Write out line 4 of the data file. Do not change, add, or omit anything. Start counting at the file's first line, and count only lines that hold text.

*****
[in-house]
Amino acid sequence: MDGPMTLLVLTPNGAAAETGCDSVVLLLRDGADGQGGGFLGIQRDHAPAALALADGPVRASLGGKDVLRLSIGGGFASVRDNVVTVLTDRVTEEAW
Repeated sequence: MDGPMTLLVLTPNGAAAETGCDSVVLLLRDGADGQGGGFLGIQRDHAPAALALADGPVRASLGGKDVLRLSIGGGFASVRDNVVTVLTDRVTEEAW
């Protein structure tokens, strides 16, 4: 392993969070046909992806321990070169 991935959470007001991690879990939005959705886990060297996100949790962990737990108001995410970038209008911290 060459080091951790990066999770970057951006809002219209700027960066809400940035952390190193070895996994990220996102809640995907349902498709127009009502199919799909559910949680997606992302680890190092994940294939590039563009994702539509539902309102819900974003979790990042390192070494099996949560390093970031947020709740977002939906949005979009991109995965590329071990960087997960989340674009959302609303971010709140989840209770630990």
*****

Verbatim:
């Protein structure tokens, strides 16, 4: 392993969070046909992806321990070169 991935959470007001991690879990939005959705886990060297996100949790962990737990108001995410970038209008911290 060459080091951790990066999770970057951006809002219209700027960066809400940035952390190193070895996994990220996102809640995907349902498709127009009502199919799909559910949680997606992302680890190092994940294939590039563009994702539509539902309102819900974003979790990042390192070494099996949560390093970031947020709740977002939906949005979009991109995965590329071990960087997960989340674009959302609303971010709140989840209770630990």